Nutritional Tips for Tennis Players

Nutritional Tips for Tennis Players (Source: Advanced Techniques for Competitive Tennis by Richard Schönborn):

Carbohydrates, serving as the fuel for a player’s muscles, should be consumed at a rate of 6 grams per kilogram of body weight daily. For example, a 60 kg player would require 360 grams of carbohydrates

What to eat?

-Starch, from cereals needs a long time to be available as an energy supply. Sugar is available faster. ex. Bread with jam is ideal for planning the supply of energy.

-Before and after training, fat prevents the rapid utilization of carbohydrates. Fats should be avoided, good quality oils should be used instead.

-Carbohydrate -rich snacks like fruit yoghurt with oats and bananas after school or work, prevent a fast drop in performance during training.

-Every snack should contain about 10% of the daily energy supply ( 180-240 kcal.) ex. A brown roll with low-fat cheese, a small pot of yoghurt with muesli or oats or some dried fruit.

-Make sure to drink plenty of water before training. The amount of water should be determined by the rate of sweating. Water should be drunk regularly during training sessions.

-A classic 3 main meal diet is not suitable for a tennis player. Snacks need to be part of the daily diet. The portion size of lunch and dinner should be smaller.

Maximizing Performance: Hydration and Sweating

-Sweating and the consequent loss of fluid reduces the ability to perform. In the summer heat, you can lose 3 litres of sweat in an hour’s training. Start drinking during activity.

-In the daily diet, reduce meat servings by half and double carbohydrate intake, this is to reduce your fat intake.

You can improve the supply of minerals, especially calcium and magnesium, by incorporating lactose. Lactose increases the reabsorption rate of these minerals and some trace elements.

Protein Recommendations

-In the summer heat, the need for liquid rises sharply, correct drinks should be taken in training. Water and apple juice in a ratio of 3:1 gives a good supply to the body’s needs.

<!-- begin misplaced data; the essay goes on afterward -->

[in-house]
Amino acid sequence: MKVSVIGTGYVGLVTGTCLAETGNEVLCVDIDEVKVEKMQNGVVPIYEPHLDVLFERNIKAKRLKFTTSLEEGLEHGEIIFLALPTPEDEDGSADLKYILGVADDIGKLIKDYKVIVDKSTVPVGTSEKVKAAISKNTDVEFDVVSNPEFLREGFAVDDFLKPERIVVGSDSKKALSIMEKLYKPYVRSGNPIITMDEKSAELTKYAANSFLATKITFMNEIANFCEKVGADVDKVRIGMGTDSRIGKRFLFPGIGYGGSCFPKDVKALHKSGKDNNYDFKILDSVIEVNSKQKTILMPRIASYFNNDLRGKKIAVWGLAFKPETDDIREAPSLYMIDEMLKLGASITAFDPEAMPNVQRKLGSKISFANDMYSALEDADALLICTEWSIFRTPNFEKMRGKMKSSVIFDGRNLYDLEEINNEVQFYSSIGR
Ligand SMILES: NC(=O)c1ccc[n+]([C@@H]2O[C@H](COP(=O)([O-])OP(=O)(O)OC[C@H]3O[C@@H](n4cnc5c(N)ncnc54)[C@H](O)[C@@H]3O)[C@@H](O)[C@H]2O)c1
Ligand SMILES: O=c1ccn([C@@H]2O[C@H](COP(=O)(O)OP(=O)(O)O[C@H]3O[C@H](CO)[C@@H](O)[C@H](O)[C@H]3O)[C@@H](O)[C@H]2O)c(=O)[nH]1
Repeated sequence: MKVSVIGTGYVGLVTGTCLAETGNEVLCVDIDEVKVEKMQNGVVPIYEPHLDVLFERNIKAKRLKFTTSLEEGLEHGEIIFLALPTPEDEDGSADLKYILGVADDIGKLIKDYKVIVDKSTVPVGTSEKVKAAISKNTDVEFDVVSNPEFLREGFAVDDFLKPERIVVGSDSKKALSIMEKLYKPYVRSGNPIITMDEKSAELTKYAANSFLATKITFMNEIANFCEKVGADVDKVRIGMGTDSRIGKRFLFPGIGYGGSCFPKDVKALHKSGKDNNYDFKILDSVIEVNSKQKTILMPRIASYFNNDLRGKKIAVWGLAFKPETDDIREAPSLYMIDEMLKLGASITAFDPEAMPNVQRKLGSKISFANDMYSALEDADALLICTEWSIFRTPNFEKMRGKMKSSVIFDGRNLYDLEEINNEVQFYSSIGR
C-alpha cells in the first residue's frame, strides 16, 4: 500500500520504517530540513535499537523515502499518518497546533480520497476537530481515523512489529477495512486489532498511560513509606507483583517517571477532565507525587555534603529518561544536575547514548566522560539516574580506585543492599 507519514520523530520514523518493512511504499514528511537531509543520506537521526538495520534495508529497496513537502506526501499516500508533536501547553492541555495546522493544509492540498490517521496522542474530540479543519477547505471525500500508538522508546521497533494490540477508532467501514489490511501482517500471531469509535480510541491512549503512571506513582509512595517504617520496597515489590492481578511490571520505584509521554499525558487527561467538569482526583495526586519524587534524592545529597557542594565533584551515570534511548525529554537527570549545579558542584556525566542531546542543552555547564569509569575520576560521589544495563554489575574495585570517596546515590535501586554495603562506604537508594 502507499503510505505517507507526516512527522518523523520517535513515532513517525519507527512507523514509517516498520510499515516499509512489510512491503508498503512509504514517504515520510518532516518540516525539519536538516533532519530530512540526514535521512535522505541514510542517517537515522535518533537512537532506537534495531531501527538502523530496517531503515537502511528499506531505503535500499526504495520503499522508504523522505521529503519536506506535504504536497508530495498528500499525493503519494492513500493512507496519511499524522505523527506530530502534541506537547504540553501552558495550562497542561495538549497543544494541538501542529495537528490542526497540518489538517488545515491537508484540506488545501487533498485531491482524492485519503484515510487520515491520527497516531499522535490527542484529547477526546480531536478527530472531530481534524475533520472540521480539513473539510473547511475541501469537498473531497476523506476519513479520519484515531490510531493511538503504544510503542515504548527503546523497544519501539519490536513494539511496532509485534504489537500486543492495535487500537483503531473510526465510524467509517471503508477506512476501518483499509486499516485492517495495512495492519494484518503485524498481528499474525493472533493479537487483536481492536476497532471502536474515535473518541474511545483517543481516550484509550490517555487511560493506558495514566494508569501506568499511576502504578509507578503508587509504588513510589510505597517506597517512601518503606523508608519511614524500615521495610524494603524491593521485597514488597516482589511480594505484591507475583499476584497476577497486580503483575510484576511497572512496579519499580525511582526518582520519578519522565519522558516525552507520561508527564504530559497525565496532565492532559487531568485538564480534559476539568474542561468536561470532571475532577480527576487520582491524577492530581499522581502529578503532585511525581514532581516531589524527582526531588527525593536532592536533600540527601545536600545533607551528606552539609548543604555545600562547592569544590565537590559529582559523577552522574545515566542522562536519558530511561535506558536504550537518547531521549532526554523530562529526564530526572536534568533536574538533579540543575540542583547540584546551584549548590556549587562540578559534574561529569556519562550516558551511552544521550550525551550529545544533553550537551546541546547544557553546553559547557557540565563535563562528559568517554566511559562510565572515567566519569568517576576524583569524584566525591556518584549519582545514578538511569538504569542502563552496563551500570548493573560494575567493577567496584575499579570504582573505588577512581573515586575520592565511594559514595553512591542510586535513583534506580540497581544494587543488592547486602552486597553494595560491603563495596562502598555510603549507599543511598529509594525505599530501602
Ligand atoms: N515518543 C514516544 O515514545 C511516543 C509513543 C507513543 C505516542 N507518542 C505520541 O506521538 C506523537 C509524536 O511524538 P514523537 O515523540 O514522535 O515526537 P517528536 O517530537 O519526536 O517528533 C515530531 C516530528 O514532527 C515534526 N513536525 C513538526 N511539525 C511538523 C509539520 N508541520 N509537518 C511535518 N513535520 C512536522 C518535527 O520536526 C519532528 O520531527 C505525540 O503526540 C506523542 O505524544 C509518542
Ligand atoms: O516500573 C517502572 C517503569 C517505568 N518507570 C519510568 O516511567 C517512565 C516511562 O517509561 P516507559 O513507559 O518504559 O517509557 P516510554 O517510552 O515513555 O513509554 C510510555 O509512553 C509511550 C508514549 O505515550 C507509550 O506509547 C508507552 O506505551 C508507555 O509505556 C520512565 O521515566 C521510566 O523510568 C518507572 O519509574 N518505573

-Calcium is important especially for girls and women, to prevent the risk of osteoporosis. Calcium-rich foods are milk and milk products, sesame and linseed.

-Salads provide many vitamins and minerals, eat them with carbohydrates like bread or potatoes before a training session.

-Correct drinking quantities: 1.5 litres per day without sport, more with sports activity corresponding to the liquid lost in sweating. Mineral water with a ratio of calcium to magnesium

 of 2:1 is recommended.

-Snacks should contribute to a high protein Quality via a combination of animal and vegetable protein. ex. Milk with cereal, bread and cheese.

Hydration Needs

-Carbohydrates need water. To effectively replenish carbohydrate reserves after exercise, you should drink sufficient fluid, as every gram of carbohydrate stores three grams of water.

-Carbonated water helps to protect against the attacking lactic acid produced in the muscles during intensive loading, and thus to maintain the performance ability for longer at a high level.

-The type of preparation determines whether meals aid performance. Nutrition-preserving cooking e.g., in pressure cookers preserves vitamins and minerals. Microwaving is also suitable for certain meals.

-Fruit and vegetables have what no vitamin tablet can provide: bioactive, vegetable content. They work as anti-oxidants. Fruit and vegetable extracts can provide a sufficient supply of these protection agents.

-In high-loading phases, top players have proved that lactose works as a natural carbohydrate/energy source. It can be added to food or mixed into drinks and is available in chemists and health food stores.

-A lot of sodium is lost by sweating. Sports drinks should replace this loss. A sports drink should contain at least 400 mg of sodium per litre, some bicarbonate mineral waters meet this requirement.

-Not all carbohydrates are the same: sugars quickly enter the bloodstream, but do not stay long and can even lead to nervousness and a lack of concentration.

-Pasta, rice and potatoes are valuable sources of carbohydrates. However, they are only as healthy as their preparation: when accompanied with grease, sauces, mayonnaise or a piece of fatty bacon, they turn meals into a supply of the performance-killer fat.

-In the first two hours after training the resynthesis of the glycogen reserves is particularly efficient. This means that at this time, sufficient high-value carbohydrates must be eaten’ e.g. a large portion of pasta, rice, potatoes

Compose the daily basic nutritional allowance mainly of carbohydrate-rich foods, which should account for 60% of the total calorie intake. (Wholemeal) pasta, rice, potatoes, whole meal bread, fruit and vegetables are suitable sources of carbohydrates.

-A sufficient iodine intake is important for sporting performance since the hormones produced by iodine are very important in the whole metabolism. Iodine salt can provide the required iodine supply.

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